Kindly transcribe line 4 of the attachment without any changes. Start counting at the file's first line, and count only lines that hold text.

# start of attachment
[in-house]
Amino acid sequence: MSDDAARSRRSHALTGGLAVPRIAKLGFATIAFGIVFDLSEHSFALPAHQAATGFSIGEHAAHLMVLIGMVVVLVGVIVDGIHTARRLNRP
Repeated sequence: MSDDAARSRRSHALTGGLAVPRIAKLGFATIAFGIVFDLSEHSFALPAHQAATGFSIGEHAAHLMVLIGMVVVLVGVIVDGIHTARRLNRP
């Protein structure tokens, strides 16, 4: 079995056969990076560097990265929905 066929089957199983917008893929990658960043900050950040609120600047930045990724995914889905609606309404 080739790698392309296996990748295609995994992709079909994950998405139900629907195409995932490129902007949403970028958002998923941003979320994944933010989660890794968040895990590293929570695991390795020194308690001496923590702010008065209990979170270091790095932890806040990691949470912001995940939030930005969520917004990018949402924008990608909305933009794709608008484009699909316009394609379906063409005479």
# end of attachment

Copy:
């Protein structure tokens, strides 16, 4: 079995056969990076560097990265929905 066929089957199983917008893929990658960043900050950040609120600047930045990724995914889905609606309404 080739790698392309296996990748295609995994992709079909994950998405139900629907195409995932490129902007949403970028958002998923941003979320994944933010989660890794968040895990590293929570695991390795020194308690001496923590702010008065209990979170270091790095932890806040990691949470912001995940939030930005969520917004990018949402924008990608909305933009794709608008484009699909316009394609379906063409005479």